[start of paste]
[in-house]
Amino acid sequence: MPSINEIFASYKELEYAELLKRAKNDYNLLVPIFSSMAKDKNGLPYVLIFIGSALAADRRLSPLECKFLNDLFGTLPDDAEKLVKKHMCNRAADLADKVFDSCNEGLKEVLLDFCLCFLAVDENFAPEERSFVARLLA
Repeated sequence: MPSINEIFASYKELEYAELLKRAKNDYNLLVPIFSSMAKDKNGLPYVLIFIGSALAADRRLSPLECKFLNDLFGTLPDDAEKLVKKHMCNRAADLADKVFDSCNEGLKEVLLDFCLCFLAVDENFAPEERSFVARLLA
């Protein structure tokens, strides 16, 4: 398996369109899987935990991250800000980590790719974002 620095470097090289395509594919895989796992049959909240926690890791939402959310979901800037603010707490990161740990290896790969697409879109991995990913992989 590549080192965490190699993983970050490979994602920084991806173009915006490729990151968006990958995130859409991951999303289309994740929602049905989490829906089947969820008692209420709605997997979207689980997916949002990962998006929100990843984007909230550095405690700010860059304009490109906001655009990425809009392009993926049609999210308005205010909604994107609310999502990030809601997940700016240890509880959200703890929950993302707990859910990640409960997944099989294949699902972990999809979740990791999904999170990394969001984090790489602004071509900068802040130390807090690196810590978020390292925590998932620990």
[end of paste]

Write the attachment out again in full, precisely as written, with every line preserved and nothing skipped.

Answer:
[in-house]
Amino acid sequence: MPSINEIFASYKELEYAELLKRAKNDYNLLVPIFSSMAKDKNGLPYVLIFIGSALAADRRLSPLECKFLNDLFGTLPDDAEKLVKKHMCNRAADLADKVFDSCNEGLKEVLLDFCLCFLAVDENFAPEERSFVARLLA
Repeated sequence: MPSINEIFASYKELEYAELLKRAKNDYNLLVPIFSSMAKDKNGLPYVLIFIGSALAADRRLSPLECKFLNDLFGTLPDDAEKLVKKHMCNRAADLADKVFDSCNEGLKEVLLDFCLCFLAVDENFAPEERSFVARLLA
């Protein structure tokens, strides 16, 4: 398996369109899987935990991250800000980590790719974002 620095470097090289395509594919895989796992049959909240926690890791939402959310979901800037603010707490990161740990290896790969697409879109991995990913992989 590549080192965490190699993983970050490979994602920084991806173009915006490729990151968006990958995130859409991951999303289309994740929602049905989490829906089947969820008692209420709605997997979207689980997916949002990962998006929100990843984007909230550095405690700010860059304009490109906001655009990425809009392009993926049609999210308005205010909604994107609310999502990030809601997940700016240890509880959200703890929950993302707990859910990640409960997944099989294949699902972990999809979740990791999904999170990394969001984090790489602004071509900068802040130390807090690196810590978020390292925590998932620990």